This is a real case that was handled by our surety bond experts… a doozie! See what you can make of it.
- This is a Performance Bond request for a multi-million dollar subcontract
- The applicant / principal is a long established company
- They have successfully completed similar sized projects
- The company has a modest net worth, but is on a profitable trend. Ratios are OK.
- Personal financial statements of the stockholders add more net worth to the picture
- The company is owned by a father and son. Son is the primary stockholder.
- We noted their SS numbers are only a few digits apart
- Father has a substantial net worth. Son has a small net worth as indicated on his personal statement.
- The applicant has started the subcontract
- The GC / obligee has a mandatory bond form – very tough. It effectively makes it a forfeiture bond (obligee completes the job and sends you the bill.)
- Father has a living trust
- Son also indicated he has a trust
A lot of moving parts. What are the issues?
- Low company net worth. Too low for the size bond requested.
- “Close” SS numbers imply these individuals are immigrants (received SS numbers at about the same time). Are they U.S. citizens?
- Started subcontract. Why were they allowed to start without a bond? Degree of completion? Work acceptable? Bills paid? On schedule?
- Do we want to write a forfeiture bond form (financial guarantee?)
- What assets are in the trusts? Can they give indemnity? Will we rely on the indemnity of a trust?
– Think of your possible solutions –
Here is the approach crafted by our underwriters:
- Low company net worth. We do not prefer to require collateral because it may be counter-productive, making it harder for the client to complete the project. Instead, the client agreed to add capital to the company – an investment in their future. The funds could be a subordinated stockholder loan, or a stronger method: Additional Paid-in Capital. The latter is more permanent and therefore desirable. The client agreed to permanent capital that would be verified in writing by their CPA and supported by a current interim balance sheet.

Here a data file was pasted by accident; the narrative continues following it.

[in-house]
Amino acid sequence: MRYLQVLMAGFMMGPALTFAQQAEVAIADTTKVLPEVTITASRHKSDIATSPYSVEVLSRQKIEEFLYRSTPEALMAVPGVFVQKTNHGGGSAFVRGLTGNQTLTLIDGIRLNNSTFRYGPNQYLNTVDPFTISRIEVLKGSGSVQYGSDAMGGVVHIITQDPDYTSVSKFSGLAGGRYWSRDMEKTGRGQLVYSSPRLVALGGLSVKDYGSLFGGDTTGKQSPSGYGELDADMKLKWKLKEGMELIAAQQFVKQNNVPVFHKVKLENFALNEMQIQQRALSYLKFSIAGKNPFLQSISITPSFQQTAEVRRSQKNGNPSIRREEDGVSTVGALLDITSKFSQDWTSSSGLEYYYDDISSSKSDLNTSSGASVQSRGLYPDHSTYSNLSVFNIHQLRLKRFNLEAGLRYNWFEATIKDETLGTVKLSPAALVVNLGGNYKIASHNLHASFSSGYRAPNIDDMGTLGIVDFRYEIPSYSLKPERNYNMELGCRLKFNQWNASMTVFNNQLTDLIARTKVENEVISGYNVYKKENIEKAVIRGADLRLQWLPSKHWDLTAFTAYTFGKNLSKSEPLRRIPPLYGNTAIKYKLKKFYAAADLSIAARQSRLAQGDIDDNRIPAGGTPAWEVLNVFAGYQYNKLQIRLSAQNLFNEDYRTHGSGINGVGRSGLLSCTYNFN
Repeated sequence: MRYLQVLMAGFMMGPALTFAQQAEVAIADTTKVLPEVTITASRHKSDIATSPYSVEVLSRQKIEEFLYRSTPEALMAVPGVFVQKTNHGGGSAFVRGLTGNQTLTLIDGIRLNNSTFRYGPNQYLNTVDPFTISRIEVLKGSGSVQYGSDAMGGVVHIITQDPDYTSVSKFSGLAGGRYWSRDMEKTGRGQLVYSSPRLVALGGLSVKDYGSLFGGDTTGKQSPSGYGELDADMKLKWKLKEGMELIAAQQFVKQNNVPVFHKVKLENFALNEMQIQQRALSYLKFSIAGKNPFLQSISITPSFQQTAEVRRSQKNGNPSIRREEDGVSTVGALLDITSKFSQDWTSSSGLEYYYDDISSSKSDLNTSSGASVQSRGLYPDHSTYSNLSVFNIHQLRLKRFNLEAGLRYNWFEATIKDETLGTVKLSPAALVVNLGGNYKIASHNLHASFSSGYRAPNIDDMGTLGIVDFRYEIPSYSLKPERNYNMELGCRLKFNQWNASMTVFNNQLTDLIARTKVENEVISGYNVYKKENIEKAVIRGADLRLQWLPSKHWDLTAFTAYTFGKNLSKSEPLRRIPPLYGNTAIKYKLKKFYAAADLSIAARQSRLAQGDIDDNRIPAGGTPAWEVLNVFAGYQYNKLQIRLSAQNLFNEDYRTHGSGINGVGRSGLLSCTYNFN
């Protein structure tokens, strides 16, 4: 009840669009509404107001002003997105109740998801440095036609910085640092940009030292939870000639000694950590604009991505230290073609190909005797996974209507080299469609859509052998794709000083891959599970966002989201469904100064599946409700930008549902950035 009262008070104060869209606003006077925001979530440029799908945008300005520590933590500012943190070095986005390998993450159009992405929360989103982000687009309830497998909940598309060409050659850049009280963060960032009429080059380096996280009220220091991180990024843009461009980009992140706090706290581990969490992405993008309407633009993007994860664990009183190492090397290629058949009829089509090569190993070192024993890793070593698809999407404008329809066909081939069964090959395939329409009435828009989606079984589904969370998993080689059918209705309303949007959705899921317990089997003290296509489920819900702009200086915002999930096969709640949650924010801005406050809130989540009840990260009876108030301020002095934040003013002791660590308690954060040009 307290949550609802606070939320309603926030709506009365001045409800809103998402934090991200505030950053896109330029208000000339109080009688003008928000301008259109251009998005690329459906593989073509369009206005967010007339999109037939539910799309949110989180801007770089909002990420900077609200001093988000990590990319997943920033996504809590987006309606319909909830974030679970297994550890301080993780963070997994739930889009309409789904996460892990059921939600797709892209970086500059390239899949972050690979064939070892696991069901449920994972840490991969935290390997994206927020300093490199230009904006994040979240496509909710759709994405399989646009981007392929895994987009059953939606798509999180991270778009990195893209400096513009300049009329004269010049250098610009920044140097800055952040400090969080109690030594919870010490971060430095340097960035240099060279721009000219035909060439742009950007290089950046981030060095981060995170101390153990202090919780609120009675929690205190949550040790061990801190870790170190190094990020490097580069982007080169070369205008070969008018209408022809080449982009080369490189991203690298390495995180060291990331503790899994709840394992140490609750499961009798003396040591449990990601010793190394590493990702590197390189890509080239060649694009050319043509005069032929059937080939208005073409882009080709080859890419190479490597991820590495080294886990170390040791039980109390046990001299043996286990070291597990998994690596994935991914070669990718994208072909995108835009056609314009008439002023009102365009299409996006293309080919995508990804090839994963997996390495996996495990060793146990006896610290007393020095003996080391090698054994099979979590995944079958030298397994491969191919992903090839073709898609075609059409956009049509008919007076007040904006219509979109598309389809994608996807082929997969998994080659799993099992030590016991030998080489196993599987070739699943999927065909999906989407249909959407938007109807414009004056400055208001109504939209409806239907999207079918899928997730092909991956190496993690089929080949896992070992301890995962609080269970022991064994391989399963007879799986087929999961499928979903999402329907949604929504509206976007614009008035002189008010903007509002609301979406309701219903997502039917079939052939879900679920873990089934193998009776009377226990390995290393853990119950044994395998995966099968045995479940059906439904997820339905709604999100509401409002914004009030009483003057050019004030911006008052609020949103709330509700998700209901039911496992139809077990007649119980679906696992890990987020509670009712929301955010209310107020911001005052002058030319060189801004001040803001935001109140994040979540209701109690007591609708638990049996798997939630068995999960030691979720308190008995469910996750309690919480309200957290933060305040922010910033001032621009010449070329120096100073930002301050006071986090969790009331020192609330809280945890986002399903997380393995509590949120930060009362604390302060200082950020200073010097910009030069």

- Close SS numbers. Why would we inquire about anyone with a social security number? It is because the number itself does not prove citizenship – nor does the filing of a US tax return. Non-citizens authorized to work in the U.S. can get a SS#. “Tax residents” are permanent residents and green card holders who are non-citizens required to pay U.S. taxes. All sureties are cautious when taking the personal indemnity of a non-citizen. They may easily flee the country to avoid their obligations. On this account we determined the father and son were immigrants as we suspected, and naturalized U.S. citizens.
- Started subcontract. This would be clarified by obtaining our All’s Right Letter from the obligee, stating the relevant facts on the project (degree of completion, on time, no problems, etc.)
- Bad bond form. We had previous dealings with this major GC and negotiated a bond modification that made the bond operate more normally. They agreed to use the bond mod again.
- Trusts. It turned out there was only one trust. The son was the beneficiary of the fathers trust, no separate trust of his own. A review of the father’s trust showed it was not prohibited from signing the indemnity agreement. However, living trusts are revocable, meaning the terms can be changed and assets moved out – making them unreliable indemnitors. And it contained the single most important asset, the father’s residence. How to overcome this last obstacle? Our solution: We will place a lien on the property giving us access regardless of changes in the trust.